There’s a gripping moment in Shakespeare’s “Othello” when Cassio, hoodwinked by Iago into losing Othello’s trust, repeats, “Reputation, reputation, reputation! O, I have lost my reputation! I have lost the immortal part of myself.”

Executive Summary

At some point, ESG factors may make some companies uninsurable, an executive of Zurich Insurance told Journalist Russ Banham late last year. Zurich and Allianz are among the European insurers that are trying to influence customers to transition to a low-carbon society. Here, they explain their positions and processes they're using to assess current and prospective clients.

Once lost, reputation is rarely restored. And that is proving a problem for insurance companies and reinsurers that carry the risks of other businesses on their balance sheets. A reputation that is soiled by environmental issues, #MeToo allegations or executive embezzlement charges can trigger regulatory and legal actions, consumer boycotts, and a fast retreat by investors, producing potentially severe insurance losses for carriers.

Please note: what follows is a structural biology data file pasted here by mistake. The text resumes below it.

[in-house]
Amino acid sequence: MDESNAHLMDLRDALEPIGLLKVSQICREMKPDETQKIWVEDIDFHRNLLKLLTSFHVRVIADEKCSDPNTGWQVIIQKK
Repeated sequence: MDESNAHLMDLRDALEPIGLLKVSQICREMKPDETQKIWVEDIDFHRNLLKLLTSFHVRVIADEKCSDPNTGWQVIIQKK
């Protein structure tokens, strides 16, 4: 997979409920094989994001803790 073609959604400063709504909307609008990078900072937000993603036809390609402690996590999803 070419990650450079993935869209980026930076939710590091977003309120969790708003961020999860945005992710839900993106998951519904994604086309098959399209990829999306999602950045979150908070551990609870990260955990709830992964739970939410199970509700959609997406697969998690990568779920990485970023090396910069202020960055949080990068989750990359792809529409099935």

That’s just one problem for the industry. Another is the impact on insurers’ and reinsurers’ reputations for insuring or investing in companies whose ESG (environmental, social and governance) considerations are questionable to subpar. A special report by ratings agency AM Best in mid-November 2020 emphasized that insurers and reinsurers that ignore ESG in their underwriting and investment decisions confront serious reputational risks. In turn, this risk can cause buyers and investors to flee to competitors, affecting the companies’ creditworthiness and ratings.

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